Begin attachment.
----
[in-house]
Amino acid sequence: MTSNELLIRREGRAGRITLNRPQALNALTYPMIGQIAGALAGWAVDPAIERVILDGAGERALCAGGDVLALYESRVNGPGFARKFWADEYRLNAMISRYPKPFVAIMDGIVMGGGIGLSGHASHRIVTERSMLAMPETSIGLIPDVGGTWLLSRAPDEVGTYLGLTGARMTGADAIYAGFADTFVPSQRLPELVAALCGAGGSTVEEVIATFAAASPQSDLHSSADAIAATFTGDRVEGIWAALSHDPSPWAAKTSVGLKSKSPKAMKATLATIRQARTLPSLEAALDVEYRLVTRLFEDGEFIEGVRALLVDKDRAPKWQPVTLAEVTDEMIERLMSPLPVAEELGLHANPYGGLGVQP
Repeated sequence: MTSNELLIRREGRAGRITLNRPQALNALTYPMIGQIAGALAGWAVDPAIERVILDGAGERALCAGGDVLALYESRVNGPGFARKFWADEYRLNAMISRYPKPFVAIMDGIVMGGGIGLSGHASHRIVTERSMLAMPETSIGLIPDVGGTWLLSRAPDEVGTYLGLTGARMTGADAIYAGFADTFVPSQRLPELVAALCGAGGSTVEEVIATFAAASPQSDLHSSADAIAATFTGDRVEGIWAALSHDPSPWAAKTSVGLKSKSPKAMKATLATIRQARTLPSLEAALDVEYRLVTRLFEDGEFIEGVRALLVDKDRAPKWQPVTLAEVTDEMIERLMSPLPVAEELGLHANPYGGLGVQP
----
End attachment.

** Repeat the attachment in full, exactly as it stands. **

[in-house]
Amino acid sequence: MTSNELLIRREGRAGRITLNRPQALNALTYPMIGQIAGALAGWAVDPAIERVILDGAGERALCAGGDVLALYESRVNGPGFARKFWADEYRLNAMISRYPKPFVAIMDGIVMGGGIGLSGHASHRIVTERSMLAMPETSIGLIPDVGGTWLLSRAPDEVGTYLGLTGARMTGADAIYAGFADTFVPSQRLPELVAALCGAGGSTVEEVIATFAAASPQSDLHSSADAIAATFTGDRVEGIWAALSHDPSPWAAKTSVGLKSKSPKAMKATLATIRQARTLPSLEAALDVEYRLVTRLFEDGEFIEGVRALLVDKDRAPKWQPVTLAEVTDEMIERLMSPLPVAEELGLHANPYGGLGVQP
Repeated sequence: MTSNELLIRREGRAGRITLNRPQALNALTYPMIGQIAGALAGWAVDPAIERVILDGAGERALCAGGDVLALYESRVNGPGFARKFWADEYRLNAMISRYPKPFVAIMDGIVMGGGIGLSGHASHRIVTERSMLAMPETSIGLIPDVGGTWLLSRAPDEVGTYLGLTGARMTGADAIYAGFADTFVPSQRLPELVAALCGAGGSTVEEVIATFAAASPQSDLHSSADAIAATFTGDRVEGIWAALSHDPSPWAAKTSVGLKSKSPKAMKATLATIRQARTLPSLEAALDVEYRLVTRLFEDGEFIEGVRALLVDKDRAPKWQPVTLAEVTDEMIERLMSPLPVAEELGLHANPYGGLGVQP